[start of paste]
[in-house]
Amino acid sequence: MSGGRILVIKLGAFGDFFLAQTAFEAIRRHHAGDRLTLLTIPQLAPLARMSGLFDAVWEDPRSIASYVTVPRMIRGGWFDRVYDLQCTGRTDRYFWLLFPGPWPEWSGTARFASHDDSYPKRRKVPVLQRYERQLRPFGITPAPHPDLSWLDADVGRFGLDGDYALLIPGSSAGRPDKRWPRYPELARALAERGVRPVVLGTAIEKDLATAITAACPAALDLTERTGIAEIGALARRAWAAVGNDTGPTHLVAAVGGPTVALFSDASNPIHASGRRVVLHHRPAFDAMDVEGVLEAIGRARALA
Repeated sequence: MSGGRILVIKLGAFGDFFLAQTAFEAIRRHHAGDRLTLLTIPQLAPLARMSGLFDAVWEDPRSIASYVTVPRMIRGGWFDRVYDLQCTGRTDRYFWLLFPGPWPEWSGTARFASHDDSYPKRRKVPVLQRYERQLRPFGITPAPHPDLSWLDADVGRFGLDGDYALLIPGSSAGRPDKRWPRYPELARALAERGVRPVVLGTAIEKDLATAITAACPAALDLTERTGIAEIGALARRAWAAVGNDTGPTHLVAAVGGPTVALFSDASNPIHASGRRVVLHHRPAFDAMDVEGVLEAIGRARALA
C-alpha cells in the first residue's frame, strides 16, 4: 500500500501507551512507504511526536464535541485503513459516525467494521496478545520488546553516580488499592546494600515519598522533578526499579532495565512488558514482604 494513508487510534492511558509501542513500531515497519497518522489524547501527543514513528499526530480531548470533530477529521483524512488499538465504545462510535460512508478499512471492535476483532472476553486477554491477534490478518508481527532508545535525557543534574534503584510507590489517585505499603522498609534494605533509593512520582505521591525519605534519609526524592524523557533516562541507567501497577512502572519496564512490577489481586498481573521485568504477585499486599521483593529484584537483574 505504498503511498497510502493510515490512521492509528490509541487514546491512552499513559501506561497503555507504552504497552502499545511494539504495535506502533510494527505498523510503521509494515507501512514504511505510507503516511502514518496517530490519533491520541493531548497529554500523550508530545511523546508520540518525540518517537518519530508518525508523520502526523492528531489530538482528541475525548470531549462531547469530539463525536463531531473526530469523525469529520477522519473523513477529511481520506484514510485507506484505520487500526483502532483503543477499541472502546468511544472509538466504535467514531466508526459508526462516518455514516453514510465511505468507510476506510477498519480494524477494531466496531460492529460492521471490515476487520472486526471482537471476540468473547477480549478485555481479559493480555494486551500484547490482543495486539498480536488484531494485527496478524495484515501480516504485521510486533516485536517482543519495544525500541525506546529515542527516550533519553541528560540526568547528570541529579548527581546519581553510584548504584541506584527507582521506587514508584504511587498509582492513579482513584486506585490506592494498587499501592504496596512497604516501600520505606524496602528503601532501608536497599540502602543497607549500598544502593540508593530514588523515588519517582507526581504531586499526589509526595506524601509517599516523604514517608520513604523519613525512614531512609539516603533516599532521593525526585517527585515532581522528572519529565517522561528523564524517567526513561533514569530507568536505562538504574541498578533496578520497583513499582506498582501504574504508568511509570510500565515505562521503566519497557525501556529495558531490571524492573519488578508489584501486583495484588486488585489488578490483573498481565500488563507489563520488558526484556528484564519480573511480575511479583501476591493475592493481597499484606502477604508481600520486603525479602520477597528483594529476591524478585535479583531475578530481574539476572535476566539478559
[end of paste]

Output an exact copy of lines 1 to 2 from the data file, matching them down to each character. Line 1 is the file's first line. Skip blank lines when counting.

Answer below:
[in-house]
Amino acid sequence: MSGGRILVIKLGAFGDFFLAQTAFEAIRRHHAGDRLTLLTIPQLAPLARMSGLFDAVWEDPRSIASYVTVPRMIRGGWFDRVYDLQCTGRTDRYFWLLFPGPWPEWSGTARFASHDDSYPKRRKVPVLQRYERQLRPFGITPAPHPDLSWLDADVGRFGLDGDYALLIPGSSAGRPDKRWPRYPELARALAERGVRPVVLGTAIEKDLATAITAACPAALDLTERTGIAEIGALARRAWAAVGNDTGPTHLVAAVGGPTVALFSDASNPIHASGRRVVLHHRPAFDAMDVEGVLEAIGRARALA